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24.Dezember 2013


Hot Stone Shrimp Ceviche with sweet potato

In Peru we noticed that many of our visitors were looking for sites that talk about how we celebrate Christmas in Peru. I don’t pretend to be an expert in the field, but I’ve lived in Peru for many years. So this is really a personal account of what I remember about celebrating Christmas in Lima.

Like in the United States, the most important festivity for us is actually Noche Buena, which literally means "Good Night" in Spanish. That’s the 24th at night. Late in the evening all the family get together to celebrate Christmas. This is really what many of us refer it as Christmas for children. Most houses will cook a whole pavo (turkey), or at least those who can afford it. Apple sauce is also a must in the supper.

If you are invited to spend Christmas in a Peruvian house, don’t show up with the manos vacias, or empty handed. A good idea is to bring a paneton, which is like a high cake that usually comes packed in a box. Most families will appreciate the brand name D’onofrio, but other brand names will also do it.

Kids will find gifts under the tree supposedly been brought by Santa Claus. Now that's something that reflects the impact of the American culture in Peru. This long-bearded guy still dresses with the same large red jacket. Well, that is something appropriate to wear in the North Pole (or in the US in winter), but wearing that heavy jacket is actually nonsense in Lima. That's because our summer actually begins in December.

Like in the United States, fireworks are also banned in Peru. However, we don’t really care about that. Most parents will buy fireworks anyway. They will fire them by midnight. It’s like a big 4th of July celebration, except that it’s much more fun to handle the fire works yourself than seeing them in the sky only!

A good while after midnight, children are supposed to go to bed. This is when the Christmas for the grown ups begins. Many families will have big parties in their own houses. A living and dinning room will typically become the dance floor. Most peruanos like to dance very much. A good salsa song is always welcome. However, many guys prefer to just sit down and drink a few beers. Others would take advantage of this opportunity to get to know some nice girls. The "dance floor" can then become a place for flirting. Dancing is actually an excellent opportunity to get to know other people.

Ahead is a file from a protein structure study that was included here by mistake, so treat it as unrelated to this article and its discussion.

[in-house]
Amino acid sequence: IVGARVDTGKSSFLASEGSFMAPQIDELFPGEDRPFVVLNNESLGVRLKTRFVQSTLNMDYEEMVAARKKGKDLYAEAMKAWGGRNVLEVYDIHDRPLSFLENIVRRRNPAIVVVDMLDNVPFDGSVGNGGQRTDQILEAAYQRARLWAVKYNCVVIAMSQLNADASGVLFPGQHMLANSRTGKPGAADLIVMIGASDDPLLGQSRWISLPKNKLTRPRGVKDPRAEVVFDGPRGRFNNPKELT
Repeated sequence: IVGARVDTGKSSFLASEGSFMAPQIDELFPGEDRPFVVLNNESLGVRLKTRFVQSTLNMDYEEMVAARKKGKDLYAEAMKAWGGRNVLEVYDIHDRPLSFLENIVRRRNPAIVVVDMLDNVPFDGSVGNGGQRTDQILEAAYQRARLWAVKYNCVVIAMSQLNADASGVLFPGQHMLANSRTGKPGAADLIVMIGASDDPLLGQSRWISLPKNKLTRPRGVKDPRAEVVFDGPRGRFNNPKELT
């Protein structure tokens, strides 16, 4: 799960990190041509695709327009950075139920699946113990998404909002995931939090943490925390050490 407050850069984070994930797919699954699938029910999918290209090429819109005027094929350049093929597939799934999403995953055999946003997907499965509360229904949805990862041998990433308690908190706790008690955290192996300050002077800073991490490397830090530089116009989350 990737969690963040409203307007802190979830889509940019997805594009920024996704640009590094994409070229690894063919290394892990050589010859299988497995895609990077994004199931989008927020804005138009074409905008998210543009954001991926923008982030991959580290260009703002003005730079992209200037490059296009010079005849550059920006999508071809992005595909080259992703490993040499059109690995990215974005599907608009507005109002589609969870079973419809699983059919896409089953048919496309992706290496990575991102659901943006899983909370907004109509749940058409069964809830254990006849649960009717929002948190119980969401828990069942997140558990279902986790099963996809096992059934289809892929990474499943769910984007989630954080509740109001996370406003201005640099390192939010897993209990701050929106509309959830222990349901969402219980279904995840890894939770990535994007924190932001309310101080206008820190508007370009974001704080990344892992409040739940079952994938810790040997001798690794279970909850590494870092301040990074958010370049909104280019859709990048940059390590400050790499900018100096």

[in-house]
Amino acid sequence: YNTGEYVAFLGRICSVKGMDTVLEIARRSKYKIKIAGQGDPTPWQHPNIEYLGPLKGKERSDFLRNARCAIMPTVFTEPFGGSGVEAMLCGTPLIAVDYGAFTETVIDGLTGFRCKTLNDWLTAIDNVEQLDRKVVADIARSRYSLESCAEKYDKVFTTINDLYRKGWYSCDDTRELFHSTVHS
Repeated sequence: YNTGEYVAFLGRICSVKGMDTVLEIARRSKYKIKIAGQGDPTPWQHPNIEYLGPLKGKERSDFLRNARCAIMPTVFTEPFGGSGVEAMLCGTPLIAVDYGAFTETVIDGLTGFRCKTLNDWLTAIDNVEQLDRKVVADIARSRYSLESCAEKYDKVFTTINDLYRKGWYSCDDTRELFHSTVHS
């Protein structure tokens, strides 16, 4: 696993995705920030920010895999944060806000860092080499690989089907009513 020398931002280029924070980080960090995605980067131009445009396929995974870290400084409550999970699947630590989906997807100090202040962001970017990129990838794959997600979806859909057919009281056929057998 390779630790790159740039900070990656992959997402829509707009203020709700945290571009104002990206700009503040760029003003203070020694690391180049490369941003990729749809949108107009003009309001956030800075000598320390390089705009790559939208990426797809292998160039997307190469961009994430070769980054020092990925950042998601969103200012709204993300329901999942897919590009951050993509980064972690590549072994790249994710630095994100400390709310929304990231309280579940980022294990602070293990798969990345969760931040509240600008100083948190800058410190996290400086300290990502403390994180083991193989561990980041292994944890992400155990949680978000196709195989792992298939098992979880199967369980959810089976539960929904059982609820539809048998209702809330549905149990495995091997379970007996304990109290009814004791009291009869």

These tonos, or house parties, may last until 5:00 AM or even 6:00 AM. That’s why most people would wake up very late in the 25th. Nothing really happens in the 25th. However, late at night most people will still try to attend one of these parties.

I’ve read in a web site that "Christmas Day festivities in Lima are highlighted by a bullfight and a procession with the statue of the Virgin Mary." However, I have never attended a bull fight in my entire life. If you are an American or European guy or girl spending Christmas in Lima, don’t expect to be invited to watch a bullfight or a religious procession. I think that those things were mostly done from the past. However, I am not sure if they still do that bullfighting in small towns or villages though.

Most Peruvians are very nice folks. So don’t be surprised if you are invited to somebody else’s house to spend Christmas eve--even if you don’t know that person very well. Again, it’s a good idea to show up at least with a "paneton." Some hard liquors like wine will also do it. You don’t have to be very punctual either. This is because most Peruvians don’t feel they have to arrive to a place right on time. They know that, and they call it hora peruana. In other words, it’s OK to be 10 minutes or even half an hour late.

We hope you have a ¡Feliz Navidad y un prospero año nuevo!

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